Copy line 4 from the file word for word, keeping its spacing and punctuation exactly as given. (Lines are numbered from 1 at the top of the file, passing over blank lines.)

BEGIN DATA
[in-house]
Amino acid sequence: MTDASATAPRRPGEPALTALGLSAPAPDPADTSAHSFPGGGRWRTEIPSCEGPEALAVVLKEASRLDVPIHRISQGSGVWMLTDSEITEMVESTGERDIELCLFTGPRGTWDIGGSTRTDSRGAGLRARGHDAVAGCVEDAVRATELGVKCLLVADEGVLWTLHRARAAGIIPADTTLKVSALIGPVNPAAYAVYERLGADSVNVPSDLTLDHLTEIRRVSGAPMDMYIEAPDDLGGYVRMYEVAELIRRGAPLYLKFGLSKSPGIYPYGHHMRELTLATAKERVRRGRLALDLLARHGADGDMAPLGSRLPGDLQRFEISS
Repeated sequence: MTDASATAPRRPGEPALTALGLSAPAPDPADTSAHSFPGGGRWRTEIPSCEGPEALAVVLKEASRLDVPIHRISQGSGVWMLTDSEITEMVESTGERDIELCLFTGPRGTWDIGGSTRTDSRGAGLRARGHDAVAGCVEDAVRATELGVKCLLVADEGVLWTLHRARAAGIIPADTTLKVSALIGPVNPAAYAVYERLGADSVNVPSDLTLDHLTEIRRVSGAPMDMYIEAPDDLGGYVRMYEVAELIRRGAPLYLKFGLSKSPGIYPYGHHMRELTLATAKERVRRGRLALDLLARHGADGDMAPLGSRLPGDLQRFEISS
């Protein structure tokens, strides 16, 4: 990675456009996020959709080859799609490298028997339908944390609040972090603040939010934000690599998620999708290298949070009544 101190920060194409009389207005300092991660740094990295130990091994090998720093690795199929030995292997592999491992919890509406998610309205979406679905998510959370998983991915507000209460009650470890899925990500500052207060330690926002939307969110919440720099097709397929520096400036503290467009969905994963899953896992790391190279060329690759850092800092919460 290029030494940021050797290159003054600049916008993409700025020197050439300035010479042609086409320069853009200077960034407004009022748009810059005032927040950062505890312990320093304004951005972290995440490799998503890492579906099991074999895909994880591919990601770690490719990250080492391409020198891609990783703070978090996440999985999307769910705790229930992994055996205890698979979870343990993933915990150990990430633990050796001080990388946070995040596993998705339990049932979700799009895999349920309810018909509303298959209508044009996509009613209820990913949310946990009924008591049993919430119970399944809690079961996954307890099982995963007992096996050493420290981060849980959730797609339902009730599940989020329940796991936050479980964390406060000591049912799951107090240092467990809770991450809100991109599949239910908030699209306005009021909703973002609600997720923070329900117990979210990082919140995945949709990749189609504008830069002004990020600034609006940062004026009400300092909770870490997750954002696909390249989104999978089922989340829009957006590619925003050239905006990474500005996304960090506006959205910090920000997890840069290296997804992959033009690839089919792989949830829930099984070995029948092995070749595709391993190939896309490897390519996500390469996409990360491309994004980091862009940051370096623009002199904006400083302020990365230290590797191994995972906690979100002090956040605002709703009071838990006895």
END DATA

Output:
């Protein structure tokens, strides 16, 4: 990675456009996020959709080859799609490298028997339908944390609040972090603040939010934000690599998620999708290298949070009544 101190920060194409009389207005300092991660740094990295130990091994090998720093690795199929030995292997592999491992919890509406998610309205979406679905998510959370998983991915507000209460009650470890899925990500500052207060330690926002939307969110919440720099097709397929520096400036503290467009969905994963899953896992790391190279060329690759850092800092919460 290029030494940021050797290159003054600049916008993409700025020197050439300035010479042609086409320069853009200077960034407004009022748009810059005032927040950062505890312990320093304004951005972290995440490799998503890492579906099991074999895909994880591919990601770690490719990250080492391409020198891609990783703070978090996440999985999307769910705790229930992994055996205890698979979870343990993933915990150990990430633990050796001080990388946070995040596993998705339990049932979700799009895999349920309810018909509303298959209508044009996509009613209820990913949310946990009924008591049993919430119970399944809690079961996954307890099982995963007992096996050493420290981060849980959730797609339902009730599940989020329940796991936050479980964390406060000591049912799951107090240092467990809770991450809100991109599949239910908030699209306005009021909703973002609600997720923070329900117990979210990082919140995945949709990749189609504008830069002004990020600034609006940062004026009400300092909770870490997750954002696909390249989104999978089922989340829009957006590619925003050239905006990474500005996304960090506006959205910090920000997890840069290296997804992959033009690839089919792989949830829930099984070995029948092995070749595709391993190939896309490897390519996500390469996409990360491309994004980091862009940051370096623009002199904006400083302020990365230290590797191994995972906690979100002090956040605002709703009071838990006895």